But it’s not enough to simply apply the bandages, heal the wounds, and rebuild the structures. If at all possible, changes should be championed to ensure this doesn’t happen again. There were indeed human elements involved in this debacle, though how much could have been different under other circumstances will likely never be entirely clear.

First of all, it appears that Hawaii had the wrong people in positions of authority who should have been managing the situation more competently. The head of the Maui Emergency Management Agency, Herman Andaya (who resigned for “health reasons” after the disaster) had no qualifications for the position. He had no education or experience in disaster relief or emergency management and no qualifications beyond being the Maui County mayor’s chief of staff. When disaster struck, the alarm sirens were never activated. They weren’t broken. They just weren’t turned on. Andaya claims to have his own reason for that decision, but that’s what happened and we’ve seen the results.

Also, why did the fire spread so rapidly, giving residents so little time to attempt to flee? One reason is that the vegetation in the area leading up to the mountainside was far drier than usual. And why was that, given that this year’s rainfall has been fairly typical? We might ask the deputy director of the Department of Land and Natural Resources Commission on Water Resource Management, M. Kaleo Manuel. He’s in charge of all water resources in the region and he delayed releasing water to battle the fire because of some political dispute he had been having with West Maui Land Co. Prior to that, Manuel had been on record saying that he believes that water is “holy” and he had avoided requests to release more water to irrigate the areas that wound up burning. He had concerns that there wasn’t enough “equity” in the distribution of water.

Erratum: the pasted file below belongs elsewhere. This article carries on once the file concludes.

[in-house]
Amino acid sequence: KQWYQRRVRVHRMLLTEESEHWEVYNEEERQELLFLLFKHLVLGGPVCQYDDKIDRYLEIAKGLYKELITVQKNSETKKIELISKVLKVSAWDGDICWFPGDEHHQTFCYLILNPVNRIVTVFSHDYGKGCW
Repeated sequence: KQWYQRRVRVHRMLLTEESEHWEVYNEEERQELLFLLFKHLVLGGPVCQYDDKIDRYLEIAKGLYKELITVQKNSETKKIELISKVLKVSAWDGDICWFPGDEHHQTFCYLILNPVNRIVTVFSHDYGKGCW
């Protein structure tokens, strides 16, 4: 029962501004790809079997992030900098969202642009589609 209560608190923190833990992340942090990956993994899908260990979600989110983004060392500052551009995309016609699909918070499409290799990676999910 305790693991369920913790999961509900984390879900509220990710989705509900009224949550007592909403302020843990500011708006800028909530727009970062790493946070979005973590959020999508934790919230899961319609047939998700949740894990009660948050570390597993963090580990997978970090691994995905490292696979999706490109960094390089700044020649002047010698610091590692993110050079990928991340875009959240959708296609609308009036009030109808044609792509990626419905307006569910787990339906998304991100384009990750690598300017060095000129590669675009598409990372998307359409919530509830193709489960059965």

It appears that there was more than a little incompetence on display. Without some sort of accurate crystal ball, we can’t say for sure that the fire would have been prevented or even substantially less serious if the issues mentioned above had been handled differently. But we can say with near certainty that there is at least a reasonable chance that some part of this unmitigated disaster might have been avoided or at least mitigated. Having political appointees with no background or experience in charge of important offices responsible for saving lives is beyond preposterous. And placing someone in charge of a resource as universally critical as water who is more interested in ensuring “diversity, equity, and inclusion” in his decision-making than making sure the water actually goes where it is needed has now arguably killed human beings.

It will take ages to clean up Lahaina and the surrounding areas of Maui even after we (hopefully) find the rest of the survivors and recover the bodies. But part of that clean-up effort should be focused on cleaning house inside the local and state government. The people deserve better and the families of those who were lost are owed at least that much.

Trending on HotAir Videos